An irony: Bloom thinks he doesn't know what parallax is, but in a way he does: he's aware that Dunsink time is 25 minutes different from Greenwich time, and that's parallax. The angle of the sun in relation to one object (London) is slightly different than its angle in relation to another object (Dublin). The Ballast Office clock is on Dunsink time, but the timeball atop it was synchronized to Greenwich time because Dublin is a port city, and in 1904 sailors -- whose lives were governed by Greenwich time -- were in and out of the city all the time. Two times indicated on one object: parallax.

But the fancy Greek term throws Bloom. He is a very intelligent and deeply curious but poorly educated man, and doesn't even know whom he should seek out to help him, or how he might solicit help. ("If I could get an introduction to professor Joly or learn up something about his family.") It's all too discouraging. His hand drops to his side and he gives up: "Never know anything about it. Waste of time."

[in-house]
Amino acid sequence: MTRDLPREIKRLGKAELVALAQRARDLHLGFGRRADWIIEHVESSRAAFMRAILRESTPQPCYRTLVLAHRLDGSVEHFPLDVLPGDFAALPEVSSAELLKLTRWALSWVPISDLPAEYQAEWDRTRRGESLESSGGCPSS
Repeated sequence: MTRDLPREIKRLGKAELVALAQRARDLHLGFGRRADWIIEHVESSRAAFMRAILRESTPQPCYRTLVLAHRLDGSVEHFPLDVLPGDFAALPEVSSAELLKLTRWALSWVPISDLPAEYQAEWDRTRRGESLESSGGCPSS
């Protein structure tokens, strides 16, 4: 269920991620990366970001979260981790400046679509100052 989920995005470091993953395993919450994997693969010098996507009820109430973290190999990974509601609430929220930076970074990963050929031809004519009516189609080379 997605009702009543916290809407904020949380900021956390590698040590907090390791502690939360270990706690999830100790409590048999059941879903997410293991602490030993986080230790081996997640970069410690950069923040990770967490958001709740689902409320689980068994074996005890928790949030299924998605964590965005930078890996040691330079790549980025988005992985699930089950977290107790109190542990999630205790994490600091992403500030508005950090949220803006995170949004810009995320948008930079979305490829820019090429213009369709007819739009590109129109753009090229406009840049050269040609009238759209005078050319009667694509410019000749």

And this, friends, is exactly why the Internet -- for all its deficiencies and pathologies -- is one of the most wonderful of inventions. Of course, this has all been said a million times before: A world of knowledge at your fingertips! and all that. But I don't know whether we can think often enough about how few of our intellectually hungry ancestors had the resources they needed to satisfy their hunger -- and how many people today in the dis-connected or digitally-censored parts of the world remain as hungry (and often as discouraged) as Leopold Bloom.

Now Bloom actually has more resources than he realizes: we learn much later in Ulysses that that "fascinating little book ... of Sir Robert Ball's" is called The Story of the Heavens and is sitting on Bloom's shelf at home, though he has either forgotten about it or thinks he can't understand it. If you're interested, you can read the whole book here -- or maybe just search in it for "parallax" and find this: